The top thousand requesters (0.25% of all requesters) generated 14.6% of requests and 20.8% of delistings. These mostly included law firms and reputation management agencies, as well as some requestors with a sizable online presence… while hundreds of thousands of Europeans rely on the RTBF to delist a handful of URLs, there are thousands of entities using the RTBF to alter hundreds of URLs about them or their clients that appear in search results.

Most requested for delisting, by an order of magnitude, are URLs concerning private individuals:

Requests predominantly come from private individuals (88%). Politicians and government officials requested delisting of 33,937 URLs, and non-governmental public figures another 41,213 URLs.

Over 77% of requests to delist URLs rooted in a country code top-level domain come from requestors in the same country.

Requests now take a median of 4 days to process.

What content do people request delisting for?

The major categories of sites that contains URLs targeted for delisting are social media sides, directory sites aggregating contact details and personal content, and news sites. It seems that people don’t want you to read bad things about them on Facebook! Here are the most requested sites by category:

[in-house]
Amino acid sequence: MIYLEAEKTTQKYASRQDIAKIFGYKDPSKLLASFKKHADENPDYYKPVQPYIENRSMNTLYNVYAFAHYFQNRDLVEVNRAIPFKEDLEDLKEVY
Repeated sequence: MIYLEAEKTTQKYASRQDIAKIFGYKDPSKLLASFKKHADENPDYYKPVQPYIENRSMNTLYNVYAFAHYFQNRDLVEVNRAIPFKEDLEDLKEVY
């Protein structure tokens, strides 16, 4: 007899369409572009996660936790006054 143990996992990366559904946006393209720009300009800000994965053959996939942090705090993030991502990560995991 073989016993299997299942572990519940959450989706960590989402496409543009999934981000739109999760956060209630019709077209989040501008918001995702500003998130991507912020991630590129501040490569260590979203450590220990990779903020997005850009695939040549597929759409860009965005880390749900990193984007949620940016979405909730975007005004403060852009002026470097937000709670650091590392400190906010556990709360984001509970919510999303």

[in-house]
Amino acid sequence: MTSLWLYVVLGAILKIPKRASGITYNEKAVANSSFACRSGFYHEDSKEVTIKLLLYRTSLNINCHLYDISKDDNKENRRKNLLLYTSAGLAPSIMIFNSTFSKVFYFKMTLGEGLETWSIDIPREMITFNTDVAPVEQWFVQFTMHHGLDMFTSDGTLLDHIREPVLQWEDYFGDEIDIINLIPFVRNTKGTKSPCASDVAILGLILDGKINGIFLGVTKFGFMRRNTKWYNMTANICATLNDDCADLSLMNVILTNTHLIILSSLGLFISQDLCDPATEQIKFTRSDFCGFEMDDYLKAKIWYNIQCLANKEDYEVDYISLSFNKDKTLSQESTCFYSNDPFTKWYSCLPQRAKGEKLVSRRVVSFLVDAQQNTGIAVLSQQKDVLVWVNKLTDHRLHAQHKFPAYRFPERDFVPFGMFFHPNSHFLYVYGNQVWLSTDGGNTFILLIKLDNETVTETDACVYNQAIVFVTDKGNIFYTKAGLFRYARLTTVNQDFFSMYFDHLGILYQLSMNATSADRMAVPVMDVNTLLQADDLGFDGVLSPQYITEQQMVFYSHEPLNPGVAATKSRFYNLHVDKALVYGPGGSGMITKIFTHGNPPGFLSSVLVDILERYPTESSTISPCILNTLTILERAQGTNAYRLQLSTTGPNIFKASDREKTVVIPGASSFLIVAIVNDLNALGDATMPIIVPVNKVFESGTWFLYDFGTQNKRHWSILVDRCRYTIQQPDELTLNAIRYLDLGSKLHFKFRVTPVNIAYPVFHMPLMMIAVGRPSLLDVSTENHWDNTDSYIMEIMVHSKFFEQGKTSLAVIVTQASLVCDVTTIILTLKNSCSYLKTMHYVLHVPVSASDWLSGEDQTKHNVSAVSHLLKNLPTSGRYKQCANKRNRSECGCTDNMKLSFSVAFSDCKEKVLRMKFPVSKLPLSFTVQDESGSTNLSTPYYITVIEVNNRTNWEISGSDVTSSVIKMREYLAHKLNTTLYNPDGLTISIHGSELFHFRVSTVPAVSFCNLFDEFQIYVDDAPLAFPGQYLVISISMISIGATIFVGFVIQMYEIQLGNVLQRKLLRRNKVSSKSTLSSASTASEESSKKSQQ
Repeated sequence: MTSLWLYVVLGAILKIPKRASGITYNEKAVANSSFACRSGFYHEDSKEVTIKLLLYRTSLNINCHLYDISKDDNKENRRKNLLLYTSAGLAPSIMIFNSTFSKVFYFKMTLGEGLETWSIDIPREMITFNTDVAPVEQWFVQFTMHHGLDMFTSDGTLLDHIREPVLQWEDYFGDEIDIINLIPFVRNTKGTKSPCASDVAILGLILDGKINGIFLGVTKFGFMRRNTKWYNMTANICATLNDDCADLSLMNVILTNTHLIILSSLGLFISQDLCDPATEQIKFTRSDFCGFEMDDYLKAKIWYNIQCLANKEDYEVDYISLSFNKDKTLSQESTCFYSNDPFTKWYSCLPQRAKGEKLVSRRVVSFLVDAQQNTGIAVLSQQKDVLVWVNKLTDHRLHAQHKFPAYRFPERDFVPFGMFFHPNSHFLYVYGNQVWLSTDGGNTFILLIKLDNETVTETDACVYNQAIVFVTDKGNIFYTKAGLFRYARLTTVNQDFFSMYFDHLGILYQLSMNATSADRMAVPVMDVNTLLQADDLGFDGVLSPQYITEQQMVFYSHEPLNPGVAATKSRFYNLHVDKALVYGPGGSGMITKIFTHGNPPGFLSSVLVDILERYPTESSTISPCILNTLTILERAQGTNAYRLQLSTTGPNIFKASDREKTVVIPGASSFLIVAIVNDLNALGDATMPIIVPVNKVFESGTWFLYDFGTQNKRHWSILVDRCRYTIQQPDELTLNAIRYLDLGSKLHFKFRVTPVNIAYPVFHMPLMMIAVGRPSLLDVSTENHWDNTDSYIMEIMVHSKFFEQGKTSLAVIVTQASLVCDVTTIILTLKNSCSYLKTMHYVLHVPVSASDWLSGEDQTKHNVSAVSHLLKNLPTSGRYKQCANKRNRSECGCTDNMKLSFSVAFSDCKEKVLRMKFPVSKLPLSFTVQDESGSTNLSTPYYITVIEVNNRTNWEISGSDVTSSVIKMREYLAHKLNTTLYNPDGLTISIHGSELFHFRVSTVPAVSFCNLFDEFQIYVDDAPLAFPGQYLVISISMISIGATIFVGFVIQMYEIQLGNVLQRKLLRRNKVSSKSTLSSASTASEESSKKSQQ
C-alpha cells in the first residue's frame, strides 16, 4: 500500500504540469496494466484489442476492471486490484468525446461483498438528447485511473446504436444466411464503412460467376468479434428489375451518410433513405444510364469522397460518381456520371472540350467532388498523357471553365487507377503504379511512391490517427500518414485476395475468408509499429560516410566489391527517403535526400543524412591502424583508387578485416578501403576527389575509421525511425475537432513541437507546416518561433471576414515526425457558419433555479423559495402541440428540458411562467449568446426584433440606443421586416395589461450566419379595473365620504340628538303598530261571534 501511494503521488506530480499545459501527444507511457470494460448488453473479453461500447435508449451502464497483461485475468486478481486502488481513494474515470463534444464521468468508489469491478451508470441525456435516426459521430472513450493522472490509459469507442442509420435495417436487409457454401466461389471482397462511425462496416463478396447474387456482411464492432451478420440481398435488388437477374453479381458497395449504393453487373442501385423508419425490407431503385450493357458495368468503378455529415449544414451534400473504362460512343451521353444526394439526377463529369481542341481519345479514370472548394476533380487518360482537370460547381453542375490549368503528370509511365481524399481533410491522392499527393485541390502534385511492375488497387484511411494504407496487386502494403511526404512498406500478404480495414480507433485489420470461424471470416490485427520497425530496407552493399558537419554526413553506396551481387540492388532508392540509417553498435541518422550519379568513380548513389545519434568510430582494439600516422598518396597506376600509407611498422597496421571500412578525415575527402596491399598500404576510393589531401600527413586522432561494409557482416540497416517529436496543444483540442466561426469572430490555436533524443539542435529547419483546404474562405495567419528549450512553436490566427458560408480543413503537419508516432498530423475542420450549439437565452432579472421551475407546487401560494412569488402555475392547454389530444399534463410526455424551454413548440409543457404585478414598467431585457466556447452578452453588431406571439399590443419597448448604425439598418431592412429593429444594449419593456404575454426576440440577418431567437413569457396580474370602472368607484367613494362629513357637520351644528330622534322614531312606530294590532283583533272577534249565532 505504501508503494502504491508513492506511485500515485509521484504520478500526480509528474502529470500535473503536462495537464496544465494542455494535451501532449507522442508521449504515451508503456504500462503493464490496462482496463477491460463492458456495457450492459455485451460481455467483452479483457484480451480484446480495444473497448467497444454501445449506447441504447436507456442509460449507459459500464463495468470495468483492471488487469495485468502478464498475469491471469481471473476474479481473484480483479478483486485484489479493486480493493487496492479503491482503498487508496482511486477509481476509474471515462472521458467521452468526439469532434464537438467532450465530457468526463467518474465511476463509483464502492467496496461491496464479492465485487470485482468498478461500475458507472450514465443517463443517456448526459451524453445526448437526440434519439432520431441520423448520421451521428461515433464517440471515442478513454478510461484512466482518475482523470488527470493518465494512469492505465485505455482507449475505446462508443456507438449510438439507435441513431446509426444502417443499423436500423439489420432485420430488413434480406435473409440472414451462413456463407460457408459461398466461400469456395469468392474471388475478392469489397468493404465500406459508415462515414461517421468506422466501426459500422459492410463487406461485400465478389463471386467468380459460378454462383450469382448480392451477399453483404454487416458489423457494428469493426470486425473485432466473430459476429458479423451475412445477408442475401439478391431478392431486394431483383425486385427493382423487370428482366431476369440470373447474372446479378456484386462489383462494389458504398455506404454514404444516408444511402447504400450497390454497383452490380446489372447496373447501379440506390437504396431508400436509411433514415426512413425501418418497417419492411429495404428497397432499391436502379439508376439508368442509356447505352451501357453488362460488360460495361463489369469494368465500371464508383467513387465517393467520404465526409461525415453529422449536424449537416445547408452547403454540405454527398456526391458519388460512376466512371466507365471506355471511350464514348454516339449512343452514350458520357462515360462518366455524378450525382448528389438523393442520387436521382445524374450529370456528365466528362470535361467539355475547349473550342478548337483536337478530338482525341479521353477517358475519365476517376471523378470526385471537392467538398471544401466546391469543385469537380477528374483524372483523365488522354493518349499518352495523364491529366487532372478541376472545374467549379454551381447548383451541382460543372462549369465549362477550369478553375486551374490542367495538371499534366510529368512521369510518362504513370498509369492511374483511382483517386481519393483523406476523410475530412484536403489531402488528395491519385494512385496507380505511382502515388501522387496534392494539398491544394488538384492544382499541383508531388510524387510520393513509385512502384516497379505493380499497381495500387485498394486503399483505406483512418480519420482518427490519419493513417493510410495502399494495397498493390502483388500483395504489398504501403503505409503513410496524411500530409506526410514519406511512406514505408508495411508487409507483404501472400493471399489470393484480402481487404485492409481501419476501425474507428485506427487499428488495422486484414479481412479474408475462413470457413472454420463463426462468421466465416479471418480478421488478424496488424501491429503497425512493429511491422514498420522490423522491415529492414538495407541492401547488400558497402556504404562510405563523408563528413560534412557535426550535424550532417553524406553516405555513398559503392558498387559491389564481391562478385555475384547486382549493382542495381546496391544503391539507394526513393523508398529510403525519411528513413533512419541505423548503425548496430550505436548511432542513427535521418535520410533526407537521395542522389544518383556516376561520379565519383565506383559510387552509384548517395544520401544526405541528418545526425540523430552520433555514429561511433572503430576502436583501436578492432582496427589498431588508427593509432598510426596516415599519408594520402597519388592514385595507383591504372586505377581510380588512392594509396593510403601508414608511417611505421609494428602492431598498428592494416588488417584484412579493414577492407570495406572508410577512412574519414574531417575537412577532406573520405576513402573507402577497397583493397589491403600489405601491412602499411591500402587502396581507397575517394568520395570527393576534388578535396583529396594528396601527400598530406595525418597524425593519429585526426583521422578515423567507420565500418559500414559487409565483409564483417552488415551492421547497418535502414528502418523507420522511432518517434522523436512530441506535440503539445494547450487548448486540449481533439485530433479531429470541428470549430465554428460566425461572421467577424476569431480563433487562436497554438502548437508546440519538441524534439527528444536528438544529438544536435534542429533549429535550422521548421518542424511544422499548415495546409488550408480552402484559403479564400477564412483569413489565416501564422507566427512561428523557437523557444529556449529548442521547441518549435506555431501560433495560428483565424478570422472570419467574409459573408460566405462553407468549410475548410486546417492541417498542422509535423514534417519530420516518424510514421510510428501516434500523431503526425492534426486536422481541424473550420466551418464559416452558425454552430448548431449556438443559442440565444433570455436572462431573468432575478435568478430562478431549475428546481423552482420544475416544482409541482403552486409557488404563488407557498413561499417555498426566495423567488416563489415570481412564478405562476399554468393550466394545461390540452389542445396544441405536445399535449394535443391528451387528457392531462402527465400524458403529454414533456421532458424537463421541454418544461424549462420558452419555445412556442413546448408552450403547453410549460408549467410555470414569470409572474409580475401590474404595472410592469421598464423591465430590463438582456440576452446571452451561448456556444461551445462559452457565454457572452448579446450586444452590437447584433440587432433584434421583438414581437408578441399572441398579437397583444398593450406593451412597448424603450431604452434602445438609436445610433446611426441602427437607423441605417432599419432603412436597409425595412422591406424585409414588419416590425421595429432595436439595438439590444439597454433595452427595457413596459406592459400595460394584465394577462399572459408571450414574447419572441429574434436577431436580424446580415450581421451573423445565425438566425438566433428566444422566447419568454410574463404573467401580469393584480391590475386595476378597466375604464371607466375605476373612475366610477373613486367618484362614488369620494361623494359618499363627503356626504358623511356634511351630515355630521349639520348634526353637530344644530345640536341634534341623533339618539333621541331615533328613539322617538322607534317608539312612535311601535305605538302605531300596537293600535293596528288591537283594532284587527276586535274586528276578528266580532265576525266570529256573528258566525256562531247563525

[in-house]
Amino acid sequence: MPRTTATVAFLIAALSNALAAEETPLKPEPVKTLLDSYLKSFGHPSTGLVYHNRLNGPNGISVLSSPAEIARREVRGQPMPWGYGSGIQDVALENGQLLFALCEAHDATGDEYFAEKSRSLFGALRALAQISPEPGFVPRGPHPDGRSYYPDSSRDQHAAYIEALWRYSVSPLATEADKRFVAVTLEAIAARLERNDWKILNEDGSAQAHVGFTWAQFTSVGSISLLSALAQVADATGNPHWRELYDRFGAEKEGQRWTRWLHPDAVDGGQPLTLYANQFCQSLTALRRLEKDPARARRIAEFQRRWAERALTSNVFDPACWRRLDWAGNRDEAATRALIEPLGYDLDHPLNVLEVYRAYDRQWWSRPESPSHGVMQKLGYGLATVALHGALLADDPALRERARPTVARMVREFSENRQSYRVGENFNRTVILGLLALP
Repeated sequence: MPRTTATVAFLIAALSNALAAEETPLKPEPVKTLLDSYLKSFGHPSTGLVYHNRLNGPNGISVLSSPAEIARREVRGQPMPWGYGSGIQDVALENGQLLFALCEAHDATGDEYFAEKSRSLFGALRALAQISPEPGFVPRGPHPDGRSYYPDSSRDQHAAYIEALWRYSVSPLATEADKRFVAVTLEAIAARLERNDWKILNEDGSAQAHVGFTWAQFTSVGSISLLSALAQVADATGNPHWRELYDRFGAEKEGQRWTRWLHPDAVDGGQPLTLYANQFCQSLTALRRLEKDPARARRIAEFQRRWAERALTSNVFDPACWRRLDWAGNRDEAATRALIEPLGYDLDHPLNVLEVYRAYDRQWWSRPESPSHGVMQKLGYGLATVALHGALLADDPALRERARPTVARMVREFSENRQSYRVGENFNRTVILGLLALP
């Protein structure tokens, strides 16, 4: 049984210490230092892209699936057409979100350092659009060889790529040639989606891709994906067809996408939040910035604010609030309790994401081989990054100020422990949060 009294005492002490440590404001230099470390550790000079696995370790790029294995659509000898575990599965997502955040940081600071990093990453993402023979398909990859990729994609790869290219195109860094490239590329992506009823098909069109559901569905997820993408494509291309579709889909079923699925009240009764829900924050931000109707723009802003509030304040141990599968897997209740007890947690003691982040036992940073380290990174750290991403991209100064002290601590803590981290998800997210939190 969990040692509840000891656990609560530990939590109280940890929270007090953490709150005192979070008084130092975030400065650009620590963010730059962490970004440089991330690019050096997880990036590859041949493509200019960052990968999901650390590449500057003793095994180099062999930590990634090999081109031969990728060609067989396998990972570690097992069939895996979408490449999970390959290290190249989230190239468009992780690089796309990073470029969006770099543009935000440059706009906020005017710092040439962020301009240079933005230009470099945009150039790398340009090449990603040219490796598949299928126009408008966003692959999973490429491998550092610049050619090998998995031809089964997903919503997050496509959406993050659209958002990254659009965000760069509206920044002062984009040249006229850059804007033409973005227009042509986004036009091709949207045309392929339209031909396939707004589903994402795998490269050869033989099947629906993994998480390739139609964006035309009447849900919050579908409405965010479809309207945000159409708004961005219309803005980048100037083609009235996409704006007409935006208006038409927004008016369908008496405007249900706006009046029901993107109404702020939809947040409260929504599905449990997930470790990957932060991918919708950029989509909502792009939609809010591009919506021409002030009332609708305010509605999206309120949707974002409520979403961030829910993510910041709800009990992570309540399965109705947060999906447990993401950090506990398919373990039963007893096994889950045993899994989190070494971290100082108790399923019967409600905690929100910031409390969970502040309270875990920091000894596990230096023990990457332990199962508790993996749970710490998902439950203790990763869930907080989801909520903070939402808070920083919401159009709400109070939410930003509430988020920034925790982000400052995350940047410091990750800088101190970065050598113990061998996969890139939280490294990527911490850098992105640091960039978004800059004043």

Different countries show different characteristics, which can be explained by, for example, the character of the news organisations in those countries, and the role of the government in publishing information.

  • In Italy and the UK, requestors target news media much more than in Germany and France for example. Journalists in the former countries are prone to reveal the identity of individuals, whereas those in the latter tend to anonymise parties in their coverage of crimes.
  • Requestors in France and Germany target social media and directory services more than average.
  • In Spain there is a higher proportion of requests targeting government records. Spanish law requires the government to publish ‘edictos’ and ‘indultos.’ “_The former are public notifications to inform missing individuals about a government decision that directly affects them; the latter are government decisions to absolve an individual from a criminal sentence or to commute to a lesser one.”

Looking at the content at the URLs requested for delisting, we find that most pages contain professional information, though it’s interesting to see self-authored content in the number two spot!

The most commonly requested content related to professional information, which rarely met the criteria for delisting (16.7%). Many of these requests pertain to information which is directly relevant or connected to the requestor’s current profession and is therefore in the public interest to have indexed in Google Search.